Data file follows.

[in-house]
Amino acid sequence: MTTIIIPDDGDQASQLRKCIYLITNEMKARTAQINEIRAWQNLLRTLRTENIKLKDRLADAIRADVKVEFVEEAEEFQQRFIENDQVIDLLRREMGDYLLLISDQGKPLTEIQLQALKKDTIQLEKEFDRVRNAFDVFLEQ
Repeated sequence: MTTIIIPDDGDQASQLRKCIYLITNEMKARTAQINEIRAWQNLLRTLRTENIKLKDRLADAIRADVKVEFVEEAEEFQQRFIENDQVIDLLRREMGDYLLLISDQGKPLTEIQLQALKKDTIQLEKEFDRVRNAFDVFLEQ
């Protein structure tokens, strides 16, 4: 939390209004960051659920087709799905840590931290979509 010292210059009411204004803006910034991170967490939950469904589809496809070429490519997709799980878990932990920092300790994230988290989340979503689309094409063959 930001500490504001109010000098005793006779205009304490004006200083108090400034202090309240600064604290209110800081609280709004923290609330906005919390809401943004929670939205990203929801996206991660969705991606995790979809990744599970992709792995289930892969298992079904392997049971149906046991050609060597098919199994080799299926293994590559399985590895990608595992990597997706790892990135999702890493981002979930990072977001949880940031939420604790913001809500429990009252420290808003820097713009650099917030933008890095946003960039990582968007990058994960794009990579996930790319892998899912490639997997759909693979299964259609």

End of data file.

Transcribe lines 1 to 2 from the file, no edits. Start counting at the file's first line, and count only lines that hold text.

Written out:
[in-house]
Amino acid sequence: MTTIIIPDDGDQASQLRKCIYLITNEMKARTAQINEIRAWQNLLRTLRTENIKLKDRLADAIRADVKVEFVEEAEEFQQRFIENDQVIDLLRREMGDYLLLISDQGKPLTEIQLQALKKDTIQLEKEFDRVRNAFDVFLEQ